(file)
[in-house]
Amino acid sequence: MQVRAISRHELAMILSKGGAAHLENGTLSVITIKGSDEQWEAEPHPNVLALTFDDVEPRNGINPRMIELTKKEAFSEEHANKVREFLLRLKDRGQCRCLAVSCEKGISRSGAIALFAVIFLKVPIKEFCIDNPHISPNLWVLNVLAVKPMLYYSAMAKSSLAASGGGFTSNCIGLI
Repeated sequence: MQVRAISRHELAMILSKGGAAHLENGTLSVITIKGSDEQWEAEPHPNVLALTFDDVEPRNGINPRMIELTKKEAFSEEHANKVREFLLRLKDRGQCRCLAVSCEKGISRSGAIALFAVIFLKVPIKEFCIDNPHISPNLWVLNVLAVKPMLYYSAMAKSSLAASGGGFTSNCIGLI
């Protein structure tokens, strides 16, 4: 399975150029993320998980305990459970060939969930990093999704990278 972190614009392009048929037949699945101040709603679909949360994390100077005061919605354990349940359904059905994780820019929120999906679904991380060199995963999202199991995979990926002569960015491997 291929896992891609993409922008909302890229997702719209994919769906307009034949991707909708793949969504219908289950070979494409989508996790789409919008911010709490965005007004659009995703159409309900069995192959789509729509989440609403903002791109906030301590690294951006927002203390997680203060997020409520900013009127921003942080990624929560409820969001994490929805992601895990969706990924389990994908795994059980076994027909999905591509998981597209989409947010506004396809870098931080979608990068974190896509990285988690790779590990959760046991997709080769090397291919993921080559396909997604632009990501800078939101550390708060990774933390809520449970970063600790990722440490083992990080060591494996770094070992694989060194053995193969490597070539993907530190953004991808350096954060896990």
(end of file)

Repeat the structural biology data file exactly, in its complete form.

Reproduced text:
[in-house]
Amino acid sequence: MQVRAISRHELAMILSKGGAAHLENGTLSVITIKGSDEQWEAEPHPNVLALTFDDVEPRNGINPRMIELTKKEAFSEEHANKVREFLLRLKDRGQCRCLAVSCEKGISRSGAIALFAVIFLKVPIKEFCIDNPHISPNLWVLNVLAVKPMLYYSAMAKSSLAASGGGFTSNCIGLI
Repeated sequence: MQVRAISRHELAMILSKGGAAHLENGTLSVITIKGSDEQWEAEPHPNVLALTFDDVEPRNGINPRMIELTKKEAFSEEHANKVREFLLRLKDRGQCRCLAVSCEKGISRSGAIALFAVIFLKVPIKEFCIDNPHISPNLWVLNVLAVKPMLYYSAMAKSSLAASGGGFTSNCIGLI
């Protein structure tokens, strides 16, 4: 399975150029993320998980305990459970060939969930990093999704990278 972190614009392009048929037949699945101040709603679909949360994390100077005061919605354990349940359904059905994780820019929120999906679904991380060199995963999202199991995979990926002569960015491997 291929896992891609993409922008909302890229997702719209994919769906307009034949991707909708793949969504219908289950070979494409989508996790789409919008911010709490965005007004659009995703159409309900069995192959789509729509989440609403903002791109906030301590690294951006927002203390997680203060997020409520900013009127921003942080990624929560409820969001994490929805992601895990969706990924389990994908795994059980076994027909999905591509998981597209989409947010506004396809870098931080979608990068974190896509990285988690790779590990959760046991997709080769090397291919993921080559396909997604632009990501800078939101550390708060990774933390809520449970970063600790990722440490083992990080060591494996770094070992694989060194053995193969490597070539993907530190953004991808350096954060896990």